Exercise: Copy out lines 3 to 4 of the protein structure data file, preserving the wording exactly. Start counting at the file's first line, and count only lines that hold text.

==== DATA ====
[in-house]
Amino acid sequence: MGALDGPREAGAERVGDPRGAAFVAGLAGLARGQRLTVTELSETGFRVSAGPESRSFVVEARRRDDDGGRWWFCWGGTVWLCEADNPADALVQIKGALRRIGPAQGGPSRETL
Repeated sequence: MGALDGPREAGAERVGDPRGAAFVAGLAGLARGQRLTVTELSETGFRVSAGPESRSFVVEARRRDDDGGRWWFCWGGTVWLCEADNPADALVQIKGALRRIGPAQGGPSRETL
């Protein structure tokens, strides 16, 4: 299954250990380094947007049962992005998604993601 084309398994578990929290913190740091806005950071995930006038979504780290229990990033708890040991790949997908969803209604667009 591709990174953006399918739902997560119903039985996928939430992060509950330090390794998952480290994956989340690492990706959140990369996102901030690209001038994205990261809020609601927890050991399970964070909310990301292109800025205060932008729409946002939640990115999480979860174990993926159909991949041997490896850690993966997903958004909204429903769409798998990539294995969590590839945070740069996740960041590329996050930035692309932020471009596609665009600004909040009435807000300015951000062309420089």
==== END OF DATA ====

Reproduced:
Repeated sequence: MGALDGPREAGAERVGDPRGAAFVAGLAGLARGQRLTVTELSETGFRVSAGPESRSFVVEARRRDDDGGRWWFCWGGTVWLCEADNPADALVQIKGALRRIGPAQGGPSRETL
């Protein structure tokens, strides 16, 4: 299954250990380094947007049962992005998604993601 084309398994578990929290913190740091806005950071995930006038979504780290229990990033708890040991790949997908969803209604667009 591709990174953006399918739902997560119903039985996928939430992060509950330090390794998952480290994956989340690492990706959140990369996102901030690209001038994205990261809020609601927890050991399970964070909310990301292109800025205060932008729409946002939640990115999480979860174990993926159909991949041997490896850690993966997903958004909204429903769409798998990539294995969590590839945070740069996740960041590329996050930035692309932020471009596609665009600004909040009435807000300015951000062309420089």